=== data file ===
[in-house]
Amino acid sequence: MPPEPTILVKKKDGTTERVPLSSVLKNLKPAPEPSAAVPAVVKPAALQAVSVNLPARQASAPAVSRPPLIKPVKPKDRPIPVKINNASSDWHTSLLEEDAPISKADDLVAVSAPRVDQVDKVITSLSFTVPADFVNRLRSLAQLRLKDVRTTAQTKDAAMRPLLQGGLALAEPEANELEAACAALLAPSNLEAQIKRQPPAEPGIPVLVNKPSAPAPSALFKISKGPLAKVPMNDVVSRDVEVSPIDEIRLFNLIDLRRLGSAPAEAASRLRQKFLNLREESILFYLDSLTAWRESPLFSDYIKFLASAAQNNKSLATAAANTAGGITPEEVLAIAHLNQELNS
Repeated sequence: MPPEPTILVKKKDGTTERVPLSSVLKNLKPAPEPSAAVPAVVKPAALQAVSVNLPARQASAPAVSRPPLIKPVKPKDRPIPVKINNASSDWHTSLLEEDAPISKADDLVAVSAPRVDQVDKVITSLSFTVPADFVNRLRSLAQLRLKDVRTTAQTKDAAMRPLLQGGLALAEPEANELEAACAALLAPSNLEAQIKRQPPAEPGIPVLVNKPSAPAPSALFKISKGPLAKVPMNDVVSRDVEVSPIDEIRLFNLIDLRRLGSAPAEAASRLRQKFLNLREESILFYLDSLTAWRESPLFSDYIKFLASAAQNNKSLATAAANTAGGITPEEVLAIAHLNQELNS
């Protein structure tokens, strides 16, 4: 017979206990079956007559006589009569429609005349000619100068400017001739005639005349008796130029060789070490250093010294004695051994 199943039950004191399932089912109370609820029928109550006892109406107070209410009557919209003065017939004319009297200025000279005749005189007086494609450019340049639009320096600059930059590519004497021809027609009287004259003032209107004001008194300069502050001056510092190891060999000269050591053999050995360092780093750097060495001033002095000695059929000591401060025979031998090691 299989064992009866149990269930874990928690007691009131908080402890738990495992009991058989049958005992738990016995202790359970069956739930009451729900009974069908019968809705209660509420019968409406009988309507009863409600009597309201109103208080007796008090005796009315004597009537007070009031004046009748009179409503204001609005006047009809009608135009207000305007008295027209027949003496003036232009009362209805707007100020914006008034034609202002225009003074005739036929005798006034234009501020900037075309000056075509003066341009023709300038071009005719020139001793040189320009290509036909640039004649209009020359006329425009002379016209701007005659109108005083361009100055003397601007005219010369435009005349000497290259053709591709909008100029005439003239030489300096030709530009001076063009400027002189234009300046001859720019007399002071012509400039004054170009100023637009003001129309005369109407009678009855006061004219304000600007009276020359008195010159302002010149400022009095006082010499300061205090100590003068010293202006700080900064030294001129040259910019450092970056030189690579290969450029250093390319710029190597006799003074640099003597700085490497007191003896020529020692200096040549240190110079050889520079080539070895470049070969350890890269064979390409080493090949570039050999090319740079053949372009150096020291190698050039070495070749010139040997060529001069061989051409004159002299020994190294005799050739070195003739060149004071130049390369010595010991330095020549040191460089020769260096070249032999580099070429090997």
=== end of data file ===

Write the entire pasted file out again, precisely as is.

[in-house]
Amino acid sequence: MPPEPTILVKKKDGTTERVPLSSVLKNLKPAPEPSAAVPAVVKPAALQAVSVNLPARQASAPAVSRPPLIKPVKPKDRPIPVKINNASSDWHTSLLEEDAPISKADDLVAVSAPRVDQVDKVITSLSFTVPADFVNRLRSLAQLRLKDVRTTAQTKDAAMRPLLQGGLALAEPEANELEAACAALLAPSNLEAQIKRQPPAEPGIPVLVNKPSAPAPSALFKISKGPLAKVPMNDVVSRDVEVSPIDEIRLFNLIDLRRLGSAPAEAASRLRQKFLNLREESILFYLDSLTAWRESPLFSDYIKFLASAAQNNKSLATAAANTAGGITPEEVLAIAHLNQELNS
Repeated sequence: MPPEPTILVKKKDGTTERVPLSSVLKNLKPAPEPSAAVPAVVKPAALQAVSVNLPARQASAPAVSRPPLIKPVKPKDRPIPVKINNASSDWHTSLLEEDAPISKADDLVAVSAPRVDQVDKVITSLSFTVPADFVNRLRSLAQLRLKDVRTTAQTKDAAMRPLLQGGLALAEPEANELEAACAALLAPSNLEAQIKRQPPAEPGIPVLVNKPSAPAPSALFKISKGPLAKVPMNDVVSRDVEVSPIDEIRLFNLIDLRRLGSAPAEAASRLRQKFLNLREESILFYLDSLTAWRESPLFSDYIKFLASAAQNNKSLATAAANTAGGITPEEVLAIAHLNQELNS
């Protein structure tokens, strides 16, 4: 017979206990079956007559006589009569429609005349000619100068400017001739005639005349008796130029060789070490250093010294004695051994 199943039950004191399932089912109370609820029928109550006892109406107070209410009557919209003065017939004319009297200025000279005749005189007086494609450019340049639009320096600059930059590519004497021809027609009287004259003032209107004001008194300069502050001056510092190891060999000269050591053999050995360092780093750097060495001033002095000695059929000591401060025979031998090691 299989064992009866149990269930874990928690007691009131908080402890738990495992009991058989049958005992738990016995202790359970069956739930009451729900009974069908019968809705209660509420019968409406009988309507009863409600009597309201109103208080007796008090005796009315004597009537007070009031004046009748009179409503204001609005006047009809009608135009207000305007008295027209027949003496003036232009009362209805707007100020914006008034034609202002225009003074005739036929005798006034234009501020900037075309000056075509003066341009023709300038071009005719020139001793040189320009290509036909640039004649209009020359006329425009002379016209701007005659109108005083361009100055003397601007005219010369435009005349000497290259053709591709909008100029005439003239030489300096030709530009001076063009400027002189234009300046001859720019007399002071012509400039004054170009100023637009003001129309005369109407009678009855006061004219304000600007009276020359008195010159302002010149400022009095006082010499300061205090100590003068010293202006700080900064030294001129040259910019450092970056030189690579290969450029250093390319710029190597006799003074640099003597700085490497007191003896020529020692200096040549240190110079050889520079080539070895470049070969350890890269064979390409080493090949570039050999090319740079053949372009150096020291190698050039070495070749010139040997060529001069061989051409004159002299020994190294005799050739070195003739060149004071130049390369010595010991330095020549040191460089020769260096070249032999580099070429090997």